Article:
Sue a Hotel for Carjacking? Victim Claims It Was Foreseeable, Preventable.

A woman in South Florida is suing a luxury hotel in Miami and a valet service after she claims she was injured in a violent carjacking as she unloaded her belonging in the carport of the building, where the bustling valet service was operating.

Keys in the ignition of a car Keys representing unlocking an idea, treasure, or love

In the case of Stept v. Met II Hotel LLC, plaintiff is seeking punitive damages and other sanctions against the hotel, arguing staffers at the hotel and valet services knew there was a potential for carjacking and failed to update its procedures – even after a previous attempt from this very same suspect.

According to reports from Courtroom View Network, which is following the case, the victim sustained serious damage to her arm and mental health in the incident. She was forced to undergo elbow surgery on her left arm and still struggles with the effects of post-traumatic stress disorder (PTSD). Defendant’s alleged failure to act was an egregious breach of duty, plaintiff argues, in light of the threat this suspect posed. 

The incident happened in September 2014 in Miami. Surveillance video of the incident from NBC-6 Miami shows plaintiff pulling up to the hotel carport in the valet lane. A few second later, attendants with the valet service starts unloading her items from her trunk. Suddenly, seemingly out of nowhere, a man runs up and jumps into the front seat of the vehicle. He then throws the car into reverse, slamming into two valet attendants.

Suspect carjacker then violently moved the car back and forth in an attempt to escape, slamming into several cars – and people – as he did so. Plaintiff had tried to chase after the man, at one point grabbing onto the side of the car, which is how she reportedly sustained her elbow injury.

The suspect was soon caught and arrested. Ultimately, he pleaded guilty to a laundry list of felonies and was sentenced to 20 years in prison. He had an extensive criminal history, with prior convictions for carjacking, drugs, burglary, fleeing from police and even second-degree murder.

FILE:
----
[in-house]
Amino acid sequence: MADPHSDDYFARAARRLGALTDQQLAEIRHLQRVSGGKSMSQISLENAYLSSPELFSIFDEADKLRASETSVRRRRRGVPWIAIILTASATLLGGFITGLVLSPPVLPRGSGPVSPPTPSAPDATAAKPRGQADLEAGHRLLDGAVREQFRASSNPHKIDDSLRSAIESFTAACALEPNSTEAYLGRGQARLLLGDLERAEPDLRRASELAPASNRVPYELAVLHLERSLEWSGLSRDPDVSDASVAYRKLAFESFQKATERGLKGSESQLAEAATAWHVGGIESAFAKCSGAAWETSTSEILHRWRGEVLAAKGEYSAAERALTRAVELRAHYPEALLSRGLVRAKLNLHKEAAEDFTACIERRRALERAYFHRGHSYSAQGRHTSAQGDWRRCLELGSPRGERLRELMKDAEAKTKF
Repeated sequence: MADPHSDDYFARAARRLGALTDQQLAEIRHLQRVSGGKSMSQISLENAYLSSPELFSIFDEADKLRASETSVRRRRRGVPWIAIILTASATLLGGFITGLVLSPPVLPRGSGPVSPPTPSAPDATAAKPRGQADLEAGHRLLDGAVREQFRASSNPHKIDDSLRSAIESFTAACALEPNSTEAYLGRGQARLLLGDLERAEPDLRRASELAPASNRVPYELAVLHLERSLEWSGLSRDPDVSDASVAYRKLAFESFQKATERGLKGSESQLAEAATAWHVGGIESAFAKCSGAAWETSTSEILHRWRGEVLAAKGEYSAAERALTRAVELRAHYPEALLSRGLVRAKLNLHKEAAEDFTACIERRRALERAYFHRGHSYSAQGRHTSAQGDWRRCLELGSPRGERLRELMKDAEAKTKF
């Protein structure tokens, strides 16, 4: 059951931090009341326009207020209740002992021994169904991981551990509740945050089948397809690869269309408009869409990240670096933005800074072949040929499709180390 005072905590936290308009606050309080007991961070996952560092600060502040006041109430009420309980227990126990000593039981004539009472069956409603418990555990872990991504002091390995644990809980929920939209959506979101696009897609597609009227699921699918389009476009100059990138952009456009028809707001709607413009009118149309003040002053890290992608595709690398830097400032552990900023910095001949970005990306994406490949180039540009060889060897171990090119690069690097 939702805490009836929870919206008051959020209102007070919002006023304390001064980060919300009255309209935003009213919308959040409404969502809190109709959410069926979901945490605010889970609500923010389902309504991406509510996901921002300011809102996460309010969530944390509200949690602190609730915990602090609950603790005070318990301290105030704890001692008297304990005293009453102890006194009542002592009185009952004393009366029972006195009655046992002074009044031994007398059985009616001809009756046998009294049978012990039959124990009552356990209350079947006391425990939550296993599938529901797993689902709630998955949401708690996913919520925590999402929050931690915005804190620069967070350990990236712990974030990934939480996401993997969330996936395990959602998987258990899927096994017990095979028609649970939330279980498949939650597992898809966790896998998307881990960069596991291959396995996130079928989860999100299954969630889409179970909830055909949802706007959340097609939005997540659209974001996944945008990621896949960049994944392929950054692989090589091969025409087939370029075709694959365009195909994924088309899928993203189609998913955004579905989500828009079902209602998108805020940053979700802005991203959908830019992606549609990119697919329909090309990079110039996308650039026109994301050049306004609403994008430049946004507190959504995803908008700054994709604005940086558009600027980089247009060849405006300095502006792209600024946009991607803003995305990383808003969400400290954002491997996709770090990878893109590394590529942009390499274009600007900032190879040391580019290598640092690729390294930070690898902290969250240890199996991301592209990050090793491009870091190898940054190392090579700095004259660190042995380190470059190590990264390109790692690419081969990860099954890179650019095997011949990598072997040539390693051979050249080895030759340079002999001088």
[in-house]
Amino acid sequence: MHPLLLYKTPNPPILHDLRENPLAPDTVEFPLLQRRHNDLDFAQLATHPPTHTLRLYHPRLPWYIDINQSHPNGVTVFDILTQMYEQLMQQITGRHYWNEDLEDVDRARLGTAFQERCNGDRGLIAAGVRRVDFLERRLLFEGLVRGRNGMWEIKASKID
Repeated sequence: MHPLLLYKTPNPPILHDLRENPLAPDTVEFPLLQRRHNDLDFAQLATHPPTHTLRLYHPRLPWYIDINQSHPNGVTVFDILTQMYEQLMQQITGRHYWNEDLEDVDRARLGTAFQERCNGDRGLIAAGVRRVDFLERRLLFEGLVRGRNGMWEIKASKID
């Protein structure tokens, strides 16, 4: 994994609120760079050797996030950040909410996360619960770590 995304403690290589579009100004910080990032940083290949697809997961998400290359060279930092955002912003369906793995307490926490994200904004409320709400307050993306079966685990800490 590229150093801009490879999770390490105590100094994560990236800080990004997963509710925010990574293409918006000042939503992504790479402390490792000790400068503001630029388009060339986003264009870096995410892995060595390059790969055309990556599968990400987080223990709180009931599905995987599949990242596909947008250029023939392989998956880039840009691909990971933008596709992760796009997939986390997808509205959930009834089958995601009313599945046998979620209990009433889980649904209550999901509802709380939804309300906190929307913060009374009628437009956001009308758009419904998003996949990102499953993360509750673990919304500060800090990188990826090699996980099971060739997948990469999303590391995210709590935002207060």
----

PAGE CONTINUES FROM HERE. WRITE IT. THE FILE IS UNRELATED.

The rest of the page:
This incident occurred in broad daylight, around 10:30 a.m. Surveillance footage shows the suspect looking at the brand new luxury car. He then boldly moves in as attendants are unloading the vehicle. He initially got away, but authorities found the Lexus abandoned a short distance later. Authorities identified him from the video camera. He was believed to be connected to another carjacking at a different nearby hotel, and he also was suspected of trying to pull this same stunt at the same hotel before.

It’s this history on which plaintiff is basing her argument of foreseeability. In fact, there is evidence to indicate he may have been connected to as many as five carjacking attempts on defendant Park One Valet service vehicles in the region in prior months. The companies were aware of these incidents, which tended to follow the same mode of operation of scouting out unattended vehicles in the valet lane.

As plaintiff’s attorney explained, the company failed to change its procedure or warn patrons of the possible risk.

Attorneys say people who pull up to a five-star hotel expect they will be safe. Yet to this day, defendants reportedly have not altered their procedures.

Premises liability claims like this will focus on whether the crime was foreseeable and whether the property owner took reasonable steps to mitigate the risk and warn patrons.

Contact the Carolina injury lawyers at the Lee Law Offices by calling 800-887-1965.

Additional Resources:

Battle set for possible punitives claim against luxury hotel in suit over carjacking, June 10, 2016, By Arlin Crisco, CVN

More Blog Entries:

Alcala v. Marriott Int’l, Inc. – $1.2M Slip-and-Fall Verdict Reversed, New Trial Ordered, July 9, 2016, Premises Liability Lawyer Blog

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